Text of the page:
Why not write a blog?

Share on facebook
Share on twitter
Share on linkedin
Share on email

Six years ago, I wrote my first blog entitled ‘Why write a blog?’ (http://questerrestage.wpengine.com/mike-blog/2011/01/05/why-write-a-blog/) wherein I mostly wrote about the reasons not to write a blog.

That was the day I jumped into the deep end of the silliness and seriousness of the hydrocarbon debate.  In those days, saying in Quebec you thought fracking was good was like being at a Norwegian cocktail party and saying that George Bush was a good President. So it’s no surprise my pro hydrocarbon blog created a series of media controversies, as opponents and their sympathizers in the media, saw the ‘cowboy de l’Alberta’ as a soft target. So much so that many friends and business colleagues took time to kindly advise me I was hurting my reputation by being too provocative.

The low point was in 2013 when my Quebec based editor and translator was distanced from me because of a controversy that erupted in the media over this blog (http://questerrestage.wpengine.com/mike-blog/2013/04/08/quebec-development-penalized/). Dispirited I thought that all of my reasons in 2010 not to write a blog had come to roost.

My blog debuted because in 2010 everyone in Quebec thought the debate on fracking and hydrocarbons was settled and over.   My intention was to provoke and question the settled wisdom. Every time there was a reaction it proved the debate, in Yogi Berra’s words, ‘ain’t over ‘til it’s over’.

As an industry we are wrong to expect our natural allies to defend us against vociferous opponents and anti-hydrocarbon zealots when we won’t defend ourselves. Environmental opponents are sophisticated and I have a lot of respect for their knowledge and expertise. To give courage to our allies, we have to show we can stand up to their slings and arrows without withering.

This will be my 127th blog post.  Over the last six years many came together in what has become known as the Quebec Hydrocarbon Coalition (of which I count myself member number one). Quebec has just recently issued its new Energy Policy and it’s a victory for common sense over ideology. With care and caution, Quebec is moving forward with local hydrocarbons, on the basis they are self evidently better than massive foreign imports.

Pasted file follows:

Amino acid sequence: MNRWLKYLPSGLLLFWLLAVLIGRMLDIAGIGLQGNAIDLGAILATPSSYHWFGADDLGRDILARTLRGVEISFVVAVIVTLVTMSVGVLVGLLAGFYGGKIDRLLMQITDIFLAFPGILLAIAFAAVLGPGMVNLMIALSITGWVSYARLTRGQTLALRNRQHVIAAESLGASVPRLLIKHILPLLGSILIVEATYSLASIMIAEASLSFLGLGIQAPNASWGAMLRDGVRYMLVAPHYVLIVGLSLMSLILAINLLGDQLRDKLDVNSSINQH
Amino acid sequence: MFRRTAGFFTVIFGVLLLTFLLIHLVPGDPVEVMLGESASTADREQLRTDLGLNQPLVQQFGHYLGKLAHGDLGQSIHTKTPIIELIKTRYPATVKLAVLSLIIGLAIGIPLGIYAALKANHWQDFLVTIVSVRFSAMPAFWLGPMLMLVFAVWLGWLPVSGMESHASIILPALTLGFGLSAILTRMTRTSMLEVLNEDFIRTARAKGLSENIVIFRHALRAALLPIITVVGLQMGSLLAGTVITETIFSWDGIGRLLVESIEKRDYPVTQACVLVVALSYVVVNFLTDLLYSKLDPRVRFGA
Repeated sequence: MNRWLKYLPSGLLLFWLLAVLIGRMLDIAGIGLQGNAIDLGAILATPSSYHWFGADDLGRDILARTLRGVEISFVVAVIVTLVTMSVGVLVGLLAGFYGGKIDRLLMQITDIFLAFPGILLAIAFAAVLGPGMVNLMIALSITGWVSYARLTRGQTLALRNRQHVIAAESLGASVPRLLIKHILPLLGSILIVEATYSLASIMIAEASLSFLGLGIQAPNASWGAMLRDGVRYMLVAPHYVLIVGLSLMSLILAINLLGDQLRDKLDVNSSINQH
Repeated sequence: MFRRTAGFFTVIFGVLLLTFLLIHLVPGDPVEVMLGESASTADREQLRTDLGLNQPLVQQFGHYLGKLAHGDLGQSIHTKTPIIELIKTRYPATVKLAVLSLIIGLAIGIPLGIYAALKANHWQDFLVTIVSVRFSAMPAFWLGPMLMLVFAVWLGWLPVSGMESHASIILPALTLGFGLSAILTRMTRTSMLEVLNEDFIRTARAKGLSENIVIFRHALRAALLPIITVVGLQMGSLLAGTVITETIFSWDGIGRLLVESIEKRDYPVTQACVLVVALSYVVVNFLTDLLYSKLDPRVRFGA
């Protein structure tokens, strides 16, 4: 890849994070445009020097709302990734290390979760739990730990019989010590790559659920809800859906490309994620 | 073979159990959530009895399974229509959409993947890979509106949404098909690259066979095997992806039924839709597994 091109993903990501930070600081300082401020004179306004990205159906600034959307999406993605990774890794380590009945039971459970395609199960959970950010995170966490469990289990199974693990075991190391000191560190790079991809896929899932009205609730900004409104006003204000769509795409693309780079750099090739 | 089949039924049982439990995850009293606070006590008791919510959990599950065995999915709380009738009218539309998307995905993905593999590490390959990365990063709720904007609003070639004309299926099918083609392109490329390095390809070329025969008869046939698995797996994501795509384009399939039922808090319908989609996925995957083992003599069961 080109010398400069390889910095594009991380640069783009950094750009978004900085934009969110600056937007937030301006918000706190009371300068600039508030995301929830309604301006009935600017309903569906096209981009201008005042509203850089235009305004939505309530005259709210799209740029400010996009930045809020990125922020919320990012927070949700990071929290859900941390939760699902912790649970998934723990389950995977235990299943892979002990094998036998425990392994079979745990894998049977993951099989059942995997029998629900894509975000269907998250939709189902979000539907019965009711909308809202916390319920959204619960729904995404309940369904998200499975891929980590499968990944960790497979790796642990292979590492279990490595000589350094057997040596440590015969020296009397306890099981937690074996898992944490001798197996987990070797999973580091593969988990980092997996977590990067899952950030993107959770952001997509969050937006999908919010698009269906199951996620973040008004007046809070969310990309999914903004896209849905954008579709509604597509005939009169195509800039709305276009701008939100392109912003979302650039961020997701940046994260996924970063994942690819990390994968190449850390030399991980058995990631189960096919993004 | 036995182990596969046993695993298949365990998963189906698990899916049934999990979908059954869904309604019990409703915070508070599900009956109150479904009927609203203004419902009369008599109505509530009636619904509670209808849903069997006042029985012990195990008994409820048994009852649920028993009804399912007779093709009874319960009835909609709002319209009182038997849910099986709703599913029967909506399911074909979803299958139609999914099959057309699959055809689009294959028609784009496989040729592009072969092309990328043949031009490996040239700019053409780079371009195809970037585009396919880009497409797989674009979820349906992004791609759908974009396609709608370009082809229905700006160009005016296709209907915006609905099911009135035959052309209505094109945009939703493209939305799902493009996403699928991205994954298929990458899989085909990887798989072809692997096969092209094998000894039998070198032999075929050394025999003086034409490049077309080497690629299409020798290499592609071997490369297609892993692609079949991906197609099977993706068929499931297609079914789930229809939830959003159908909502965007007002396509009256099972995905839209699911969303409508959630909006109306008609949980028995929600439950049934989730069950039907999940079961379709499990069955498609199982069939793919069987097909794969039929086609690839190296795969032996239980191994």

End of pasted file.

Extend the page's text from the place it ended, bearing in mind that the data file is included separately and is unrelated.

I also want to thank the thousands of blog subscribers and the many more who have followed me on social media. Ironically, I also thank many opponents who I appreciate are engaging in a debate they also feel passionate about. I don’t subscribe completely to the ‘don’t feed the trolls’ adage. They are a source for learning the fallacious arguments circulating in echo chambers without challenge and a testing ground for your own messages.

I will continue to blog, though more likely at a slower pace than the original once a week.  I am still dumbfounded that myths long debunked still manage to pop up with great frequency often without even being revarnished.  Getting to an evidence and fact based discussion around the costs and benefits of our society’s energy diet feels a long way off.  The consequences of getting it wrong are more serious than ever before for our society.

We need to keep the faith that the debate is not over.  I will try to keep exposing the silliness and contradictions.  We are the true experts on our industry and for society to come to a balanced conclusion on energy we can’t let ourselves be marginalized. To that aim I have built my own small library of aphorisms that are sprinkled through out my 127 blogs.  Aphorisms like: Just because we’re biased doesn’t mean we’re wrong.

So do I think you should write a blog, get a twitter account, or join a hydrocarbon coalition?  Why not?  It worked for me.